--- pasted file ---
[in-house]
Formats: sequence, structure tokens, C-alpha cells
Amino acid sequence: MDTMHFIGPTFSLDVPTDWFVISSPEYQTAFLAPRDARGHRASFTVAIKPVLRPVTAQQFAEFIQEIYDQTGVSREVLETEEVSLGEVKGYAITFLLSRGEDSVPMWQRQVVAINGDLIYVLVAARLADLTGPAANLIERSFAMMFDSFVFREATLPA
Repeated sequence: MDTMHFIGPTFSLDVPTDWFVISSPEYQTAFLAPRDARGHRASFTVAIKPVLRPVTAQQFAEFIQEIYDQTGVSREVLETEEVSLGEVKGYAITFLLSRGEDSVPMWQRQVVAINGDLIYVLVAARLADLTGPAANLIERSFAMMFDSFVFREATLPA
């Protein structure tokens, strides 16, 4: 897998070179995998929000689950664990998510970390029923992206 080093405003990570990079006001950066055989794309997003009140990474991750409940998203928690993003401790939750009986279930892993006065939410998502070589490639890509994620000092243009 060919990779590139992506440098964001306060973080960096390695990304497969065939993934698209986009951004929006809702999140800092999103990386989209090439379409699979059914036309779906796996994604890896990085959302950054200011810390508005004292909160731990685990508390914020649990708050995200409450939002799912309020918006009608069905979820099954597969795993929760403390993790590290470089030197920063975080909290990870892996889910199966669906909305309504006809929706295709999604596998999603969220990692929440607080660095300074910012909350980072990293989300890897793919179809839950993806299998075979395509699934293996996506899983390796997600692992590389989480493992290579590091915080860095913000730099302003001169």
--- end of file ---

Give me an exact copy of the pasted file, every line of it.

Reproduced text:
[in-house]
Formats: sequence, structure tokens, C-alpha cells
Amino acid sequence: MDTMHFIGPTFSLDVPTDWFVISSPEYQTAFLAPRDARGHRASFTVAIKPVLRPVTAQQFAEFIQEIYDQTGVSREVLETEEVSLGEVKGYAITFLLSRGEDSVPMWQRQVVAINGDLIYVLVAARLADLTGPAANLIERSFAMMFDSFVFREATLPA
Repeated sequence: MDTMHFIGPTFSLDVPTDWFVISSPEYQTAFLAPRDARGHRASFTVAIKPVLRPVTAQQFAEFIQEIYDQTGVSREVLETEEVSLGEVKGYAITFLLSRGEDSVPMWQRQVVAINGDLIYVLVAARLADLTGPAANLIERSFAMMFDSFVFREATLPA
């Protein structure tokens, strides 16, 4: 897998070179995998929000689950664990998510970390029923992206 080093405003990570990079006001950066055989794309997003009140990474991750409940998203928690993003401790939750009986279930892993006065939410998502070589490639890509994620000092243009 060919990779590139992506440098964001306060973080960096390695990304497969065939993934698209986009951004929006809702999140800092999103990386989209090439379409699979059914036309779906796996994604890896990085959302950054200011810390508005004292909160731990685990508390914020649990708050995200409450939002799912309020918006009608069905979820099954597969795993929760403390993790590290470089030197920063975080909290990870892996889910199966669906909305309504006809929706295709999604596998999603969220990692929440607080660095300074910012909350980072990293989300890897793919179809839950993806299998075979395509699934293996996506899983390796997600692992590389989480493992290579590091915080860095913000730099302003001169």